// define static resource server from local directory public (for any request not otherwise handled)
app.use(express.static(path.join(__dirname, 'public')));

app.use(function (req, res, next) {
res.header("Access-Control-Allow-Origin", "*");
res.header("Access-Control-Allow-Headers", "Origin, X-Requested-With, Content-Type, Accept");

// catch 404 and forward to error handler
app.use(function (req, res, next) {
var err = new Error('Not Found');
err.status = 404;

// error handler
app.use(function (err, req, res, next) {
// set locals, only providing error in development
res.locals.message = err.message;
res.locals.error ='env') === 'development' ? err : {};

// render the error page
res.status(err.status || 500);
message: err.message,
error: err

module.exports = app;

Then the interesting bit: requests for URL /js/jet-composites/* are intercepted: instead of having those requests also handle by serving local resources (from directory public/js/jet-composites/*), the requests are interpreted and routed to an external host. The responses from that host are returned to the requester. To the requesting browser, there is no distinction between resources served locally as static artifacts from the local file system and resources retrieved through these redirected requests.

// any request at /js/jet-composites (for resouces in that folder)
// should be intercepted and redirected
var compositeBasePath = '/js/jet-composites/'
app.get(compositeBasePath + '*', function (req, res) {
var requestedResource = req.url.substr(compositeBasePath.length)
// parse URL
const parsedUrl = url.parse(requestedResource);
// extract URL path
let pathname = `${parsedUrl.pathname}`;
// maps file extention to MIME types
const mimeType = {
'.ico': 'image/x-icon',
'.html': 'text/html',
'.js': 'text/javascript',
'.json': 'application/json',
'.css': 'text/css',
'.png': 'image/png',
'.jpg': 'image/jpeg',
'.wav': 'audio/wav',
'.mp3': 'audio/mpeg',
'.svg': 'image/svg+xml',
'.pdf': 'application/pdf',
'.doc': 'application/msword',
'.eot': 'appliaction/',
'.ttf': 'aplication/font-sfnt'

handleResourceFromCompositesServer(res, mimeType, pathname)

async function handleResourceFromCompositesServer(res, mimeType, requestedResource) {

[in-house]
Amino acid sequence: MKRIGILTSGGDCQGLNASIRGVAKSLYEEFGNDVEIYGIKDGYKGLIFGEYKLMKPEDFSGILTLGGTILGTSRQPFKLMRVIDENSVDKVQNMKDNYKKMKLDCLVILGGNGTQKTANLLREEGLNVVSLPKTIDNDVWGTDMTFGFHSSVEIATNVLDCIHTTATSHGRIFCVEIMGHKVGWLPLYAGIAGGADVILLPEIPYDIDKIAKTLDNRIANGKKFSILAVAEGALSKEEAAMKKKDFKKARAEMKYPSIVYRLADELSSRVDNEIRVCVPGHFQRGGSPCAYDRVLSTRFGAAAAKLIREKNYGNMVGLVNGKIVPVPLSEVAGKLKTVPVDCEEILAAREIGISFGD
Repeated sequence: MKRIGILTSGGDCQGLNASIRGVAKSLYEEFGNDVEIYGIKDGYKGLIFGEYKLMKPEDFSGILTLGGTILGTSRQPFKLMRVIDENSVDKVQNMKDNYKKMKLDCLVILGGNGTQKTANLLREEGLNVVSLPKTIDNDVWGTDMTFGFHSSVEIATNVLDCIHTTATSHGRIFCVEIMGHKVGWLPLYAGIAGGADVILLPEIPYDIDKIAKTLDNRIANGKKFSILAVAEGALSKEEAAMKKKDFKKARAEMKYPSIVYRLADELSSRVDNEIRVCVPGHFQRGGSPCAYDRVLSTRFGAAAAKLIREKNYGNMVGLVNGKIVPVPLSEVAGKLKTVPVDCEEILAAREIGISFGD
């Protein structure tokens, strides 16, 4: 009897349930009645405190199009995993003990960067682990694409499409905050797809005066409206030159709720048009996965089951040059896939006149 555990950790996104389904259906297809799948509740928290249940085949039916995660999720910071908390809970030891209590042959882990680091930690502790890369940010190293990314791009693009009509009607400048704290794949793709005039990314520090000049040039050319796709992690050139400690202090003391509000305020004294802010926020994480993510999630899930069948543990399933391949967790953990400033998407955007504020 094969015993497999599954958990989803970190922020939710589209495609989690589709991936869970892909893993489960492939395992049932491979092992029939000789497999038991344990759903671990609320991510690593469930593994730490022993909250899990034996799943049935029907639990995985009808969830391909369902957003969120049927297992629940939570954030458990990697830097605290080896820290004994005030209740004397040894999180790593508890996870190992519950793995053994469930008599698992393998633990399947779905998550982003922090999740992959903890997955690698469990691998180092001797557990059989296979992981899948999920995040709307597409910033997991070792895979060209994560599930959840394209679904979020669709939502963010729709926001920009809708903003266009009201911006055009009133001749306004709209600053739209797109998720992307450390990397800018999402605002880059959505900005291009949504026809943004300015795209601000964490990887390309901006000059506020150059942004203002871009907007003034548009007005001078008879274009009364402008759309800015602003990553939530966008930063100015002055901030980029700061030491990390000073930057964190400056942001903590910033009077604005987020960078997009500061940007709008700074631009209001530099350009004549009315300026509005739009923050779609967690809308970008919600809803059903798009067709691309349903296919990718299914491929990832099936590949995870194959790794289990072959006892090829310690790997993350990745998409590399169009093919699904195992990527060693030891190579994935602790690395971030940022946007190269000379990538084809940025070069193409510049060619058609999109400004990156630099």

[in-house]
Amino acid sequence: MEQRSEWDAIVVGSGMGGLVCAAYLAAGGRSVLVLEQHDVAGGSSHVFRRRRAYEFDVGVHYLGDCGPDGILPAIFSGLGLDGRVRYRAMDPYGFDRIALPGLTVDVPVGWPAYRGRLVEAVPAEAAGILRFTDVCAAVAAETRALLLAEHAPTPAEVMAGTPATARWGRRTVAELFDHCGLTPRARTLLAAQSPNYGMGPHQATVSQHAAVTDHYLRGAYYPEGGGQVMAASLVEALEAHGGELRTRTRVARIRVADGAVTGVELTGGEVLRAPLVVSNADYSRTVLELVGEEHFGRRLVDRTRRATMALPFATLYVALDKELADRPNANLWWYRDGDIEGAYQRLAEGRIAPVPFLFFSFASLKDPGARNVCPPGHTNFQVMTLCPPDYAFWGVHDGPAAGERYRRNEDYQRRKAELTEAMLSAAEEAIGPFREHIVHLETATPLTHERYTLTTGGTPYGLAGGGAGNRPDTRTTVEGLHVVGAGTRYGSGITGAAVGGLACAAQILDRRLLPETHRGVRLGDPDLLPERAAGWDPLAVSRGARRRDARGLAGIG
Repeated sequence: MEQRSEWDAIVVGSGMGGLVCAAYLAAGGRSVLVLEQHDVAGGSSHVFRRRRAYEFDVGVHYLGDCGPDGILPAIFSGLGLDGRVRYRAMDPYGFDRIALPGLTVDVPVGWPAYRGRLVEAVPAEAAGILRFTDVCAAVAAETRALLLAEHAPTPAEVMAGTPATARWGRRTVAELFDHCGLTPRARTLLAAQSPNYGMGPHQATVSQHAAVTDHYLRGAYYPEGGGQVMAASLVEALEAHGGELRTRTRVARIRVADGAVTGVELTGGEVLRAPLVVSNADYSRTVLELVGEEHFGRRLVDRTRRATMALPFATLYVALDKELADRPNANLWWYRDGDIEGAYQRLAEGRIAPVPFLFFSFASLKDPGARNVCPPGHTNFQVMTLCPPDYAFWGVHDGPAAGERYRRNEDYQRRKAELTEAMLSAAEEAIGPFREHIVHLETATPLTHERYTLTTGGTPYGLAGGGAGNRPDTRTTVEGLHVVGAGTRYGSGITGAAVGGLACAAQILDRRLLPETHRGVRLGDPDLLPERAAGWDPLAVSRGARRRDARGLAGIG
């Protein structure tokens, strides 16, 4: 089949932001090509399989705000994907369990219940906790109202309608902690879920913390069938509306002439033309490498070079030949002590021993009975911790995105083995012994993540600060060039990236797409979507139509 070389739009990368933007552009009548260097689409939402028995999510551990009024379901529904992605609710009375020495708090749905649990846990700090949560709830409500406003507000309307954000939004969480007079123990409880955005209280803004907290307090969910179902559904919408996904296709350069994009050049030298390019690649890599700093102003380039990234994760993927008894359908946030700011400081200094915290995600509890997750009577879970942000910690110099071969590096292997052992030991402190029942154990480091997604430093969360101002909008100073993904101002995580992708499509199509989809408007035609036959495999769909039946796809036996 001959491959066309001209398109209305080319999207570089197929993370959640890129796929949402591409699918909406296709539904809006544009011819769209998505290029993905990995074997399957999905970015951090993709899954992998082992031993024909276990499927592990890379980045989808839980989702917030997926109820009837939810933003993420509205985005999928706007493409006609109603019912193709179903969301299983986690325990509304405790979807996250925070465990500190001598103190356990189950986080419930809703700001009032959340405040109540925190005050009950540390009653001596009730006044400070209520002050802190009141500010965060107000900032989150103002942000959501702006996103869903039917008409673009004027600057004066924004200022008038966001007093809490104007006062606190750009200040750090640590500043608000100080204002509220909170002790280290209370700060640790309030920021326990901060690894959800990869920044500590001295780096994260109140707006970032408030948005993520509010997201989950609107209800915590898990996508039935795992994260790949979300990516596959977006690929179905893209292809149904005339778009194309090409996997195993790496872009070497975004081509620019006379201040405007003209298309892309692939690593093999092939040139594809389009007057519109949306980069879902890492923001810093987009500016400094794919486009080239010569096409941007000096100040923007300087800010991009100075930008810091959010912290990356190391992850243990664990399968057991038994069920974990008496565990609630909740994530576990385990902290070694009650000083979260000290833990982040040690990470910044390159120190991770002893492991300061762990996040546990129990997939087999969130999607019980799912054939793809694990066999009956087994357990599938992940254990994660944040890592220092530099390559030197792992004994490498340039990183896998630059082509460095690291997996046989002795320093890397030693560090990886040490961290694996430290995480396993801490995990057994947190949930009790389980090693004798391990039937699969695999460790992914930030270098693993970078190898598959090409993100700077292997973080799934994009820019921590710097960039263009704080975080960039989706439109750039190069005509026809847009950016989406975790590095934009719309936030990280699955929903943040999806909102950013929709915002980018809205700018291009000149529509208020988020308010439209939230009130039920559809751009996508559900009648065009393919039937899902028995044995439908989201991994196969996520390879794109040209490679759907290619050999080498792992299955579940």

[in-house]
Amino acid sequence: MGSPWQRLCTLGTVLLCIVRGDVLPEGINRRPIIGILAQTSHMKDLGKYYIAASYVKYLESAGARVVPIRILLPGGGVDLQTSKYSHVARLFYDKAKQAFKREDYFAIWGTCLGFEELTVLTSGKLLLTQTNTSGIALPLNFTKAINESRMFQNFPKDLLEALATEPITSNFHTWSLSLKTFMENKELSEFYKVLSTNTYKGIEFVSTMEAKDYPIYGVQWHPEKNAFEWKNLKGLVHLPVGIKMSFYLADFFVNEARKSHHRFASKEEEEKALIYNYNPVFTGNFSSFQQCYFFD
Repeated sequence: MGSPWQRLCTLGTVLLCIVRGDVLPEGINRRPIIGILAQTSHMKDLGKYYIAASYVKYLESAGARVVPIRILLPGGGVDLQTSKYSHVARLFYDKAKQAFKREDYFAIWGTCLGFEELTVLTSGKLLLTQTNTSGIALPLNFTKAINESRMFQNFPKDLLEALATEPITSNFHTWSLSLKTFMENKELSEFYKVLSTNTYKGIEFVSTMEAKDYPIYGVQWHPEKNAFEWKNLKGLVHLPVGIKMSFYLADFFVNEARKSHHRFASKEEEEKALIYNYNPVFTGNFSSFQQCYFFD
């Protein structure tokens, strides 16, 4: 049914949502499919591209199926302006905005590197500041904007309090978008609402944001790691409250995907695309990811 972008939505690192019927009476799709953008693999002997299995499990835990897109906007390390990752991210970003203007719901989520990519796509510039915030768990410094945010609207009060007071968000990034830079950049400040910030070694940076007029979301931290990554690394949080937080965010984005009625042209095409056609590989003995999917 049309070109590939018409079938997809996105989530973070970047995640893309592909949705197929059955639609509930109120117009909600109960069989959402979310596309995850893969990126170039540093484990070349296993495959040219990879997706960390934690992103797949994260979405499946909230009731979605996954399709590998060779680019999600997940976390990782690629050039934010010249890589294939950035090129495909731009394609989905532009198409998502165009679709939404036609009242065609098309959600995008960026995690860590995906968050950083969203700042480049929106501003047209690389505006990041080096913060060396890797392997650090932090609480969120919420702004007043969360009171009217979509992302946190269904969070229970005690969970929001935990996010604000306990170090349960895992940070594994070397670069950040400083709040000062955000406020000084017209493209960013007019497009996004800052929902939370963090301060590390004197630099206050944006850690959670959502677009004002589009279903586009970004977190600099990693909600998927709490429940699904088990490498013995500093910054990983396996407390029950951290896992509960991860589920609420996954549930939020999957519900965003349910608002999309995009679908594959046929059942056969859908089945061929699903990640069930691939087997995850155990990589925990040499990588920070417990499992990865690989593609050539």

var reqUrl = "http://yourhost:theport/applicationURL/" + requestedResource
// fetch resource and return
var options = url.parse(reqUrl);
options.method = "GET";
options.agent = false;

// options.headers['host'] =;
http.get(reqUrl, function (serverResponse) {
console.log('<== Received res for', serverResponse.statusCode, reqUrl); console.log('\t-> Request Headers: ', options);
console.log(' ');
console.log('\t-> Response Headers: ', serverResponse.headers);


serverResponse.headers['access-control-allow-origin'] = '*';

switch (serverResponse.statusCode) {
// pass through. we're not too smart here...
case 200: case 201: case 202: case 203: case 204: case 205: case 206:
case 304:
case 400: case 401: case 402: case 403: case 404: case 405:
case 406: case 407: case 408: case 409: case 410: case 411:
case 412: case 413: case 414: case 415: case 416: case 417: case 418:
res.writeHeader(serverResponse.statusCode, serverResponse.headers);
serverResponse.pipe(res, { end: true });

// fix host and pass through.
case 301:
case 302:
case 303:
serverResponse.statusCode = 303;
serverResponse.headers['location'] = 'http://localhost:' + PORT + '/' + serverResponse.headers['location'];
console.log('\t-> Redirecting to ', serverResponse.headers['location']);
res.writeHeader(serverResponse.statusCode, serverResponse.headers);
serverResponse.pipe(res, { end: true });

// error everything else
var stringifiedHeaders = JSON.stringify(serverResponse.headers, null, 4);
res.writeHeader(500, {
'content-type': 'text/plain'
res.end(process.argv.join(' ') + ':\n\nError ' + serverResponse.statusCode + '\n' + stringifiedHeaders);



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  1. Bradley Baysinger June 5, 2018